- Kelly Dwyer at Ball Don't Lie27 mins ago
So, remember this?
Shelly Sterling, looking very distraught, just went over and spoke to Donald. It was a compassionate moment btwn them.
Off the court record, likely banished from evidence that the judge can actually use, here’s what happened as the Los Angeles Clippers owner and Shelly Sterling warred in court on Wednesday in the former’s attempt to prove that he is mentally competent in his leadership over the Sterling family trust; and, by extension, the Clippers. A role that the trust’s bylaws can preclude him from continuing if it is proven that he cannot handle the role, as Shelly Sterling has attempted to document.
He was followed to the witness stand by Shelly Sterling, who declared her love for him, but says she was convinced he needed to be examined for Alzheimer's disease
- Kelly Dwyer at Ball Don't Lie9 hrs ago
While everyone waits for those oft-referenced LeBron James and Carmelo Anthony dominos to drop, for someone like Hayward to take advantage of what could possibly be characterized as a frustrated and impatient free agent market and make a maximum salary that large. It shouldn’t be infuriating, but it should raise eyebrows and give a come-hither stare to further inspection.
The Charlotte Hornets are tired of waiting, they’re tired of waiting on you (read: LeBron, Carmelo, Bosh, Hinrich), and they decided to move on and make what on the surface looks like an absolutely indefensible offer to current Utah Jazz swingman Gordon Hayward. The former Butler product is currently a restricted free agent, after turning down a reported four-year $52 million deal from the Jazz last fall, and he’s coming off of his toughest year as a pro.
This has been one crazy offseason!
(I suppose. Kind of.)
We’re a week into things, and with precious little to show. Kobe Bryant’s contract extension from last fall eliminated his name from the free-agent ranks, Dirk Nowitzki’s long-expected paycut took another big name out of things, and the (very much understandable) patience that LeBron James, Carmelo Anthony, Chris Bosh and Dwyane Wade are working with as they decide the most important contracts of their careers have kept actual basketball news to a minimum. And we kind of like actual basketball news, and less agent- and executive-driven speculation.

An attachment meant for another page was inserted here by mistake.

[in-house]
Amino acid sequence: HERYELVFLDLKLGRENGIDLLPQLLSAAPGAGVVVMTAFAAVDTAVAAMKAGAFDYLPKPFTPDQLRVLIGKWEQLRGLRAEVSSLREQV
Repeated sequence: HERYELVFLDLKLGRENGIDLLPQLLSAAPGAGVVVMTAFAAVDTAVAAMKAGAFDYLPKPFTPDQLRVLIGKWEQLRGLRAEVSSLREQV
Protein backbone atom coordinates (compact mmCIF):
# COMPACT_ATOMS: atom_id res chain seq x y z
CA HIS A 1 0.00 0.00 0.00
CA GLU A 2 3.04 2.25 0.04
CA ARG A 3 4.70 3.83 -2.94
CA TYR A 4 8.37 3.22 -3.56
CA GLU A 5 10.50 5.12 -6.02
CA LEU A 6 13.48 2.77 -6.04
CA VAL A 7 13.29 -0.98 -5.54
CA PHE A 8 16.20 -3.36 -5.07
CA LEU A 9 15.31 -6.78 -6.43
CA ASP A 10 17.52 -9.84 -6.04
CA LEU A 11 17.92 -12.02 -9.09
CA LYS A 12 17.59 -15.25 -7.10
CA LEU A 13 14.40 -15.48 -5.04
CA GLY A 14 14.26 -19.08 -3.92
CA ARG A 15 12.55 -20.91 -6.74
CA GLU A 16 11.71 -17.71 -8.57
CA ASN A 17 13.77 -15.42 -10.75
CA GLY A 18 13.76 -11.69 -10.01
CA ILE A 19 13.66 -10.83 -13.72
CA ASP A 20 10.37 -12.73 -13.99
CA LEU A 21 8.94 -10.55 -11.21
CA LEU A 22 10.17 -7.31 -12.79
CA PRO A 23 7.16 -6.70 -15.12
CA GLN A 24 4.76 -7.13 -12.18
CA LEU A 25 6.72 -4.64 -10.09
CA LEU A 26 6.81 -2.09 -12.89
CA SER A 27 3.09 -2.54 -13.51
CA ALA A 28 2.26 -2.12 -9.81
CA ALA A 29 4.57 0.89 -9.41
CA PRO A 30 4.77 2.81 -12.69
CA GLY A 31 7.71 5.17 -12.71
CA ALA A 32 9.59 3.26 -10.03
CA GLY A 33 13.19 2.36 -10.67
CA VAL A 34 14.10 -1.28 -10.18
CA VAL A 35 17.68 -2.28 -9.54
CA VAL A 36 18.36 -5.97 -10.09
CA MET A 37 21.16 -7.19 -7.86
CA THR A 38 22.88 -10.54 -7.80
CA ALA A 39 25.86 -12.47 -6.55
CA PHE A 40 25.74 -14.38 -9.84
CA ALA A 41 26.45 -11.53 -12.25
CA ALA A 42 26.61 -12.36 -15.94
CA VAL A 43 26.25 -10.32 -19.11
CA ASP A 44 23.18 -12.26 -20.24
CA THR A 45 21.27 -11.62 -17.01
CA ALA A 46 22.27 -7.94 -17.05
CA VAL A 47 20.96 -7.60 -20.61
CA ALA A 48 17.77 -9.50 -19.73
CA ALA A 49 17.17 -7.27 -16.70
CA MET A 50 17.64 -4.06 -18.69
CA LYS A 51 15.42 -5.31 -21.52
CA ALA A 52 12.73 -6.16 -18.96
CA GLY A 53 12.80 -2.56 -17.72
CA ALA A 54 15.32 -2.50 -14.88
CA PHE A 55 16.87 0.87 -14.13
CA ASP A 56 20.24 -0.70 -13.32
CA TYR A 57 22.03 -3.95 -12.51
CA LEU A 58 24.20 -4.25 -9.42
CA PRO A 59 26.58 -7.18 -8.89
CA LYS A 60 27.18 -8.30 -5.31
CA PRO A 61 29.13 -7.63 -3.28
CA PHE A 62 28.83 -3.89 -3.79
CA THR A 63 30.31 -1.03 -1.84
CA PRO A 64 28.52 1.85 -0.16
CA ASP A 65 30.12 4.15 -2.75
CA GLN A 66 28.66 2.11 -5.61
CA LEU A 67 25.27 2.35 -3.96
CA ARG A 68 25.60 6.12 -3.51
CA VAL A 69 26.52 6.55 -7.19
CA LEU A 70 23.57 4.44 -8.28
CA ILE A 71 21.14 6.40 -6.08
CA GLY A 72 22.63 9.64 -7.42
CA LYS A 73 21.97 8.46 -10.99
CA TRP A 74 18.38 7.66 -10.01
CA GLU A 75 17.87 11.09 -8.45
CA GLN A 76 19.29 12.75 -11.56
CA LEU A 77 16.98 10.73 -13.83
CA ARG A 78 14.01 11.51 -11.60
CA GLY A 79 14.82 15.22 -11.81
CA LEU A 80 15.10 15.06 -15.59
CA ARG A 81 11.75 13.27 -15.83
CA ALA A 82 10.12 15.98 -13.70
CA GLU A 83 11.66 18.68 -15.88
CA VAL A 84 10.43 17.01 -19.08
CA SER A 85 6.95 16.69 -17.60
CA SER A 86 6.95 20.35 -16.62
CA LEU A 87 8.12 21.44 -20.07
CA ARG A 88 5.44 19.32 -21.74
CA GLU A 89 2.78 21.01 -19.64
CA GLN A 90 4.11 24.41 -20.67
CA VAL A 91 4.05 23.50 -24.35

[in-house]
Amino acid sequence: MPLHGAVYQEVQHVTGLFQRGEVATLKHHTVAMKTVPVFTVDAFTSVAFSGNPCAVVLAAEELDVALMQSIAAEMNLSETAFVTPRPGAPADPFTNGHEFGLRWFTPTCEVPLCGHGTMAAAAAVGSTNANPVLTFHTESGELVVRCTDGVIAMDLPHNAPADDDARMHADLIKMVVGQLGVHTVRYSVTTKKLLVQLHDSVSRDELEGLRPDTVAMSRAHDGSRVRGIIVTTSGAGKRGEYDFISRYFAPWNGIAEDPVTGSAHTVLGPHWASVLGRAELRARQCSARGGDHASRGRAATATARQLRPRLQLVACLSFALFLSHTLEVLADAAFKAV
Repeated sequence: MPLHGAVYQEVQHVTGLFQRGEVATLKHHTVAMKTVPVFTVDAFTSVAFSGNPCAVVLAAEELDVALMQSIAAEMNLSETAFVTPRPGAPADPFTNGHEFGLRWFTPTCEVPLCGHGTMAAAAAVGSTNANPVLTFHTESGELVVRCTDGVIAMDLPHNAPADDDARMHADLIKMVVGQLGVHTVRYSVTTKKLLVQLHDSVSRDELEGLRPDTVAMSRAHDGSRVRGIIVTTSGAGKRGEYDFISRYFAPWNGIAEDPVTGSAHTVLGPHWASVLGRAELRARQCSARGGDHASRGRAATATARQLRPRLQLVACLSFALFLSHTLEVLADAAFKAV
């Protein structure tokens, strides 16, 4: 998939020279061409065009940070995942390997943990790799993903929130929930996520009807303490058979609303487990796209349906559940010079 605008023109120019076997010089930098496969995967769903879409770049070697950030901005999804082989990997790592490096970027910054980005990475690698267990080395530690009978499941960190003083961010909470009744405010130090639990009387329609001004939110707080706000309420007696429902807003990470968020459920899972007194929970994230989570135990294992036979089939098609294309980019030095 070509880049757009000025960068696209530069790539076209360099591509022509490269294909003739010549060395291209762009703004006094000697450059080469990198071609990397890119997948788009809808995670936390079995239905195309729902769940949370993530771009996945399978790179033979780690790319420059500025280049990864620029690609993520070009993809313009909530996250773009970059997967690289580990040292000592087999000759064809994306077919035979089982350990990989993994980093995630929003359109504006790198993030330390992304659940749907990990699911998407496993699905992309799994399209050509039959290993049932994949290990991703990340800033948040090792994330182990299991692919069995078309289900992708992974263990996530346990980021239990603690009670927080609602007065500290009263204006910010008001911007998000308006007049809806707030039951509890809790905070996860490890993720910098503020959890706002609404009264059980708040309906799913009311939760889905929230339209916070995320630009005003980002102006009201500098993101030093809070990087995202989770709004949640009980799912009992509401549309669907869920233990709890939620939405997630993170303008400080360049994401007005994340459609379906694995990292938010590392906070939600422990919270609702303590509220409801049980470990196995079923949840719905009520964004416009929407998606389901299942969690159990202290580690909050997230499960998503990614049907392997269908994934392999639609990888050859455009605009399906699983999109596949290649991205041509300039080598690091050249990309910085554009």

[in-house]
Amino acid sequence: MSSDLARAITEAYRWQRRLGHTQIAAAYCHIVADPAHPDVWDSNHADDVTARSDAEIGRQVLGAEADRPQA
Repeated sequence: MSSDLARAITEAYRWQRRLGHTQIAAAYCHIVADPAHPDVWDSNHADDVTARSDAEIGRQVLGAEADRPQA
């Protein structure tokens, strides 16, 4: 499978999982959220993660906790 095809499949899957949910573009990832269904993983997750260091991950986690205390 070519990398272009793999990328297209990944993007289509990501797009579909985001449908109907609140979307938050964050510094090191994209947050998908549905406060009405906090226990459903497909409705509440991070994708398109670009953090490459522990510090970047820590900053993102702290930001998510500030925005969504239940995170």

Former Milwaukee Bucks owner Herb Kohl could have stopped after selling his former team, declining the overtures of several suitors and turning down hundreds of millions of dollars in order to keep the Bucks in Milwaukee, selling to Wes Edens and Marc Lasry. He could have stopped after contributing $100 million of the then-record $550 million he made when he sold the team to attempts to formulate a new arena that would stay in the city of Milwaukee, rather than scampering off to the outlying suburbs.
He then could have stopped after it was reported that Kohl was anonymously sending out $500 checks to various Bucks employees.
Donald Sterling fails to show up for his first day in court, as Shelly Sterling wins the first round
When a Sterling is supposed to meet a Sterling, comin’ through the rye, and one doesn’t decide to show up? To a court date, no less? A court date fixed on determining whether or not one of them is mentally competent enough to represent his stake in the Sterling Family Trust, and by extension the Los Angeles Clippers?
Cleary, you know we’re talking about Donald Sterling, here, and on Monday he failed to show up to the first installment of a four-day probate hearing waged on his behalf, fighting the ruling that declared that he was suffering from cognitive impairment. Donald Sterling is arguing that the disclosure of his medical records violates several state privacy laws, and that the neurologist who gave the tests acted unprofessionally by heading out for food and drinks with both Donald and wife Shelly Sterling after administering the tests.